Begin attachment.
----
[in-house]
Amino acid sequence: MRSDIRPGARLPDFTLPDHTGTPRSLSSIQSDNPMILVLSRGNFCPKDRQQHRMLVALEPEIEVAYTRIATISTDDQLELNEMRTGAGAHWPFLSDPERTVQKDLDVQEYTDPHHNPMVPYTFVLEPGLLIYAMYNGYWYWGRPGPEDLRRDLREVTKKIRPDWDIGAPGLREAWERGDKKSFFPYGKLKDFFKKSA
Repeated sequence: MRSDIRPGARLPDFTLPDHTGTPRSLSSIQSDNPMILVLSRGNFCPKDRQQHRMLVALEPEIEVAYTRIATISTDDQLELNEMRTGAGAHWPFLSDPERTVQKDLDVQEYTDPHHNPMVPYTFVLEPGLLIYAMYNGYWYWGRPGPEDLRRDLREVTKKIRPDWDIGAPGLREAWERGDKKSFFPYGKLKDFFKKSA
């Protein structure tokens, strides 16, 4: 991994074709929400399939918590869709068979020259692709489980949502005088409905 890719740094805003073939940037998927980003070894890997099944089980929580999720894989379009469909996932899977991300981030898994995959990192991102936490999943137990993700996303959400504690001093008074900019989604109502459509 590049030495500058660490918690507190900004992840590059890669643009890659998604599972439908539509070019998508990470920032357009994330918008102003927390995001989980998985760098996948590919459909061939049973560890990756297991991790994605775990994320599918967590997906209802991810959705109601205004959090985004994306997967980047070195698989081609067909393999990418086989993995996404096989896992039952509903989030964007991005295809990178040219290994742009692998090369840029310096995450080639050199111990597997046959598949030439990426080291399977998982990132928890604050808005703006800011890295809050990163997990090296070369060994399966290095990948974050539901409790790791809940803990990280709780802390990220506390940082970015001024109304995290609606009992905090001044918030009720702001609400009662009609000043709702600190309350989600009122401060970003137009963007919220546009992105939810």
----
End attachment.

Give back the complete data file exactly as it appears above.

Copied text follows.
[in-house]
Amino acid sequence: MRSDIRPGARLPDFTLPDHTGTPRSLSSIQSDNPMILVLSRGNFCPKDRQQHRMLVALEPEIEVAYTRIATISTDDQLELNEMRTGAGAHWPFLSDPERTVQKDLDVQEYTDPHHNPMVPYTFVLEPGLLIYAMYNGYWYWGRPGPEDLRRDLREVTKKIRPDWDIGAPGLREAWERGDKKSFFPYGKLKDFFKKSA
Repeated sequence: MRSDIRPGARLPDFTLPDHTGTPRSLSSIQSDNPMILVLSRGNFCPKDRQQHRMLVALEPEIEVAYTRIATISTDDQLELNEMRTGAGAHWPFLSDPERTVQKDLDVQEYTDPHHNPMVPYTFVLEPGLLIYAMYNGYWYWGRPGPEDLRRDLREVTKKIRPDWDIGAPGLREAWERGDKKSFFPYGKLKDFFKKSA
């Protein structure tokens, strides 16, 4: 991994074709929400399939918590869709068979020259692709489980949502005088409905 890719740094805003073939940037998927980003070894890997099944089980929580999720894989379009469909996932899977991300981030898994995959990192991102936490999943137990993700996303959400504690001093008074900019989604109502459509 590049030495500058660490918690507190900004992840590059890669643009890659998604599972439908539509070019998508990470920032357009994330918008102003927390995001989980998985760098996948590919459909061939049973560890990756297991991790994605775990994320599918967590997906209802991810959705109601205004959090985004994306997967980047070195698989081609067909393999990418086989993995996404096989896992039952509903989030964007991005295809990178040219290994742009692998090369840029310096995450080639050199111990597997046959598949030439990426080291399977998982990132928890604050808005703006800011890295809050990163997990090296070369060994399966290095990948974050539901409790790791809940803990990280709780802390990220506390940082970015001024109304995290609606009992905090001044918030009720702001609400009662009609000043709702600190309350989600009122401060970003137009963007919220546009992105939810």